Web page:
John Heathershaw is a professor of international relations at the University of Exeter. He is co-author of Dictators Without Borders (Yale University Press, 2017) and principal investigator of the Global Integrity Anti-Corruption Evidence project (2019–21) on the transnational ties of elites from authoritarian states. In 2021–22, he holds the British Academy’s Saki Ruth Dockrill senior research fellowship in contemporary history and international security studies.
Alexander Cooley is Claire Tow Professor of Political Science at Barnard College, Columbia University and director of Columbia University’s Harriman Institute for the Study of Russia, Eurasia and Eastern Europe. He is co-author of Dictators Without Borders (Yale University Press, 2017) and of Exit from Hegemony: The Unravelling of the American Global Order (Oxford University Press, 2020). Professor Cooley’s research examines how external actors have shaped the development and sovereignty of the former Soviet states, with a focus on central Asia and the Caucasus.
Thomas Mayne is a visiting fellow with the Russia and Eurasia Programme at Chatham House and a research fellow at the University of Exeter. His research focuses on kleptocracy in central Asia, how dark money from kleptocracies reaches the Global North, and regulations regarding money laundering. He was formerly a senior campaigner at Global Witness, where he was responsible for the group’s investigative reporting on Central Asia and corruption in the oil and gas industry.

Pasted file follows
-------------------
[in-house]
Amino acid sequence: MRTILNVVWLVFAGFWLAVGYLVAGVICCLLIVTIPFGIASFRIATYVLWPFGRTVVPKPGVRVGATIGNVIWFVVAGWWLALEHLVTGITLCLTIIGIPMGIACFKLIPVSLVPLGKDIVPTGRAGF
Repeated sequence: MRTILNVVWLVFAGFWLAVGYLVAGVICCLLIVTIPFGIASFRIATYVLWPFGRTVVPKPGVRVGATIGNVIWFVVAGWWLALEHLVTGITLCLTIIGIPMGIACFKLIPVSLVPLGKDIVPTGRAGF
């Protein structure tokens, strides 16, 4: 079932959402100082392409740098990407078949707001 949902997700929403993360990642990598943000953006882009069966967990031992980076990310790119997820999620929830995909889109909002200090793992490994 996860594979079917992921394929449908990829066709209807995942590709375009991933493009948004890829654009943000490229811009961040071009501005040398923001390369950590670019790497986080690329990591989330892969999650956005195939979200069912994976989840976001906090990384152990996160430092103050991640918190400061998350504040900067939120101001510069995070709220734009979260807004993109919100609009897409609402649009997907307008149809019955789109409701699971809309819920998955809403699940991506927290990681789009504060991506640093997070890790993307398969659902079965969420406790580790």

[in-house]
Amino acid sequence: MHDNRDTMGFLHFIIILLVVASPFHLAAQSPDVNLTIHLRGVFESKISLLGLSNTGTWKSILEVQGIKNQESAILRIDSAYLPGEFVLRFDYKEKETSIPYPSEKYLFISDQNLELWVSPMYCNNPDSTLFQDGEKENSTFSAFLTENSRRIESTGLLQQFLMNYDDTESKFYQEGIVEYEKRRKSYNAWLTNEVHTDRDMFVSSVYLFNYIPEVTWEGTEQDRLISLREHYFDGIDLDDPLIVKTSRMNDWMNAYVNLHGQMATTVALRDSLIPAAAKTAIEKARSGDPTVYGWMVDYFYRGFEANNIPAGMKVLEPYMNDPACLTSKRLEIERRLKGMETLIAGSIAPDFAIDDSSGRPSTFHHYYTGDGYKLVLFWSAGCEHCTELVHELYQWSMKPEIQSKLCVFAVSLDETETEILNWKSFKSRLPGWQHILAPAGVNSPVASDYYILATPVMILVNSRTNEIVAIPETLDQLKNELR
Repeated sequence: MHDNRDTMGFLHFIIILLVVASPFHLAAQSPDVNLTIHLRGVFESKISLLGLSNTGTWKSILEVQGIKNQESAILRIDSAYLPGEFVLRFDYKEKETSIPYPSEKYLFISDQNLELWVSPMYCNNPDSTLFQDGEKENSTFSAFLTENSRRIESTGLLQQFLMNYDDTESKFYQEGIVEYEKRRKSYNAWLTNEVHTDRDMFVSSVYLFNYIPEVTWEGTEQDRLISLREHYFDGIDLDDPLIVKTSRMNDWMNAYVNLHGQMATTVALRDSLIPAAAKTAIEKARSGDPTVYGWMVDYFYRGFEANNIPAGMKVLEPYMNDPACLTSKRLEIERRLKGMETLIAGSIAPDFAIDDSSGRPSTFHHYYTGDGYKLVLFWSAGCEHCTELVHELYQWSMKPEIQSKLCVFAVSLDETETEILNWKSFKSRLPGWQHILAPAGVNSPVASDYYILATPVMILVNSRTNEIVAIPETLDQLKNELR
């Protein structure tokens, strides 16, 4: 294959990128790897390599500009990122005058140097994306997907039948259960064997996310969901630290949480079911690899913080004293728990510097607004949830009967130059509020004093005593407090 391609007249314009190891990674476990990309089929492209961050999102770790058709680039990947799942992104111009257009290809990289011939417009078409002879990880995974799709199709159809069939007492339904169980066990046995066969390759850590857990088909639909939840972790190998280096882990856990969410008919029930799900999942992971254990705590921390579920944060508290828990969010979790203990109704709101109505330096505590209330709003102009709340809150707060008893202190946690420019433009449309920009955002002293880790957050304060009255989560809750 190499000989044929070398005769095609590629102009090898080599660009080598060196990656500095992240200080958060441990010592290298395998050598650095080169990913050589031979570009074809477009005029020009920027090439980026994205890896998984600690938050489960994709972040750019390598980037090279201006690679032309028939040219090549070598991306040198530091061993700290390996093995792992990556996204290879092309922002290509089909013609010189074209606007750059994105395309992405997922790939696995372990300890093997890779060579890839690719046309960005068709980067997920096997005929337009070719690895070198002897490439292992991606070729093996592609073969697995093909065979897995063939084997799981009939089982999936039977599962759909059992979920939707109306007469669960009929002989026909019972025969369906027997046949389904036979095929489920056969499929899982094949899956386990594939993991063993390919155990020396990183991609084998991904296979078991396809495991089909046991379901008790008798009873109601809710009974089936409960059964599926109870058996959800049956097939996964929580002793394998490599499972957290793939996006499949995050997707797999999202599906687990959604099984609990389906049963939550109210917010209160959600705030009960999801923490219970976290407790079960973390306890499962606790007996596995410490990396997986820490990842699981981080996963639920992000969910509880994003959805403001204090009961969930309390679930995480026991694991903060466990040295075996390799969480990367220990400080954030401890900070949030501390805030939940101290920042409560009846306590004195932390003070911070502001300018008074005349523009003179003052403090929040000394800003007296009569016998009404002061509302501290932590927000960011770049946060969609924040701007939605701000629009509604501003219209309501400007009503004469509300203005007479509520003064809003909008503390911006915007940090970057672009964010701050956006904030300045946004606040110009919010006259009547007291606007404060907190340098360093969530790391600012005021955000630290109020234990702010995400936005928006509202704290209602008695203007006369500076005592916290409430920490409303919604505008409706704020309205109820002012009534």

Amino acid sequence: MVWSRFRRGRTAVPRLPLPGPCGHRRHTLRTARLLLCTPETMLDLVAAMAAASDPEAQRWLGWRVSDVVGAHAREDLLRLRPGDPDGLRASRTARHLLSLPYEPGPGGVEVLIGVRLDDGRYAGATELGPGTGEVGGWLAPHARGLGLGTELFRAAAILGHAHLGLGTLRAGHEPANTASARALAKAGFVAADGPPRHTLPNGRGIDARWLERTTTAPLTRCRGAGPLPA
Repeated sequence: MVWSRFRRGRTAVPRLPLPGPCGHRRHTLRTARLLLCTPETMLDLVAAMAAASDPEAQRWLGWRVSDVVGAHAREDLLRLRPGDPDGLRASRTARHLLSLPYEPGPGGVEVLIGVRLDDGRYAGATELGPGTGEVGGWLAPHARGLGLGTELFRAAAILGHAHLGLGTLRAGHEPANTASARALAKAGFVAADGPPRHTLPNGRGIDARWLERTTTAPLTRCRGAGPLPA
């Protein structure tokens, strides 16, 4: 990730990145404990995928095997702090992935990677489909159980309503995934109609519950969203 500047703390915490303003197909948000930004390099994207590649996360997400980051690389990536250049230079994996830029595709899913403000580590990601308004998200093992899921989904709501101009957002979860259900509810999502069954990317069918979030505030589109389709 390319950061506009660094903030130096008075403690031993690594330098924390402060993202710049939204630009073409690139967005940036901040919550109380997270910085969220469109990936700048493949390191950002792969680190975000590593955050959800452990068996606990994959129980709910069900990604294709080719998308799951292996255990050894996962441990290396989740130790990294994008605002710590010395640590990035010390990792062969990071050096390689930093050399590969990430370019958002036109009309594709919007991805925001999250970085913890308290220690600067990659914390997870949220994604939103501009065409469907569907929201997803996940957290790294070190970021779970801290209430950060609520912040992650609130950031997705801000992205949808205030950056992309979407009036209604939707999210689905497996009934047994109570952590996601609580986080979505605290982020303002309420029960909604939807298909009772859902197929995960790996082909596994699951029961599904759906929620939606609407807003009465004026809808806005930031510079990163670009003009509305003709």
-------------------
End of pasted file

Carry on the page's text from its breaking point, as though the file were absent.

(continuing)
Casey Michel is a US writer and journalist who covers transnational finance, foreign interference and kleptocracy. He is adjunct fellow at the Hudson Institute’s Kleptocracy Initiative, and the author of American Kleptocracy: How the U.S. Created the World’s Greatest Money Laundering Scheme in History (St Martin’s Press, 2021), which examines the US’s transformation into one of the world’s premier offshore and financial secrecy jurisdictions.
Tena Prelec is a research fellow at the Department of Politics and International Relations, University of Oxford, and a research associate at LSEE-Research on South Eastern Europe, London School of Economics and Political Science. Her work focuses on anti-corruption, money laundering and reputation laundering, and rule of law reforms in democratizing countries.
Jason Sharman is the Sir Patrick Sheehy Professor of International Relations in the Department of Politics and International Studies at the University of Cambridge, as well as a fellow of King’s College, Cambridge. He was educated in Australia, Russia and the US, and earlier held positions at the American University in Bulgaria, the University of Sydney and Griffith University.
Ricardo Soares de Oliveira is a professor of the international politics of Africa at the Department of Politics and International Relations, University of Oxford; an official fellow of St Peter’s College; and a fellow with the Global Public Policy Institute in Berlin. He is co-editor of African Affairs, the journal of the Royal African Society, and co-director of the Oxford Martin School’s Programme on African Governance.